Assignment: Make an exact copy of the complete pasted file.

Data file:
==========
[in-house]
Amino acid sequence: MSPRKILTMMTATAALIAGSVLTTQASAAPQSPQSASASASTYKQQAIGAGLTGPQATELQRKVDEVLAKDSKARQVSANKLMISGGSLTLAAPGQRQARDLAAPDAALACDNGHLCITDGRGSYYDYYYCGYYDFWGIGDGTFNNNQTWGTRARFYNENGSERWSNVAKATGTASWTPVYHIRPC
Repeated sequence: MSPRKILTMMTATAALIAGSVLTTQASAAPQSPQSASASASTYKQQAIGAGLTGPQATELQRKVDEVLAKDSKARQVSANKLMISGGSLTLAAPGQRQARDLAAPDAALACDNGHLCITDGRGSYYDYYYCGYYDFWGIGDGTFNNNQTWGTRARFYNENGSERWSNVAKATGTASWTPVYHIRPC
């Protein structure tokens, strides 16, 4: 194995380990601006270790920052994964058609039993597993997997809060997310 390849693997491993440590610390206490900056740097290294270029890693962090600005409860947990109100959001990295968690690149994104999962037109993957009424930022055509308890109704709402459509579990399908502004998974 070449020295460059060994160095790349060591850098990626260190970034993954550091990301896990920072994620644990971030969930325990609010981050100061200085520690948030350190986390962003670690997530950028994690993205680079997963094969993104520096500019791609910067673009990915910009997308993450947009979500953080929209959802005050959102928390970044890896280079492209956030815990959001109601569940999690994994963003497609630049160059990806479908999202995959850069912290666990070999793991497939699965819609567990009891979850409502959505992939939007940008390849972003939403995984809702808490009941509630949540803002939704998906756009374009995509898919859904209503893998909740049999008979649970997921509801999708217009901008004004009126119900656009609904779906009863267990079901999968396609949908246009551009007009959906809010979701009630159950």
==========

[in-house]
Amino acid sequence: MSPRKILTMMTATAALIAGSVLTTQASAAPQSPQSASASASTYKQQAIGAGLTGPQATELQRKVDEVLAKDSKARQVSANKLMISGGSLTLAAPGQRQARDLAAPDAALACDNGHLCITDGRGSYYDYYYCGYYDFWGIGDGTFNNNQTWGTRARFYNENGSERWSNVAKATGTASWTPVYHIRPC
Repeated sequence: MSPRKILTMMTATAALIAGSVLTTQASAAPQSPQSASASASTYKQQAIGAGLTGPQATELQRKVDEVLAKDSKARQVSANKLMISGGSLTLAAPGQRQARDLAAPDAALACDNGHLCITDGRGSYYDYYYCGYYDFWGIGDGTFNNNQTWGTRARFYNENGSERWSNVAKATGTASWTPVYHIRPC
């Protein structure tokens, strides 16, 4: 194995380990601006270790920052994964058609039993597993997997809060997310 390849693997491993440590610390206490900056740097290294270029890693962090600005409860947990109100959001990295968690690149994104999962037109993957009424930022055509308890109704709402459509579990399908502004998974 070449020295460059060994160095790349060591850098990626260190970034993954550091990301896990920072994620644990971030969930325990609010981050100061200085520690948030350190986390962003670690997530950028994690993205680079997963094969993104520096500019791609910067673009990915910009997308993450947009979500953080929209959802005050959102928390970044890896280079492209956030815990959001109601569940999690994994963003497609630049160059990806479908999202995959850069912290666990070999793991497939699965819609567990009891979850409502959505992939939007940008390849972003939403995984809702808490009941509630949540803002939704998906756009374009995509898919859904209503893998909740049999008979649970997921509801999708217009901008004004009126119900656009609904779906009863267990079901999968396609949908246009551009007009959906809010979701009630159950």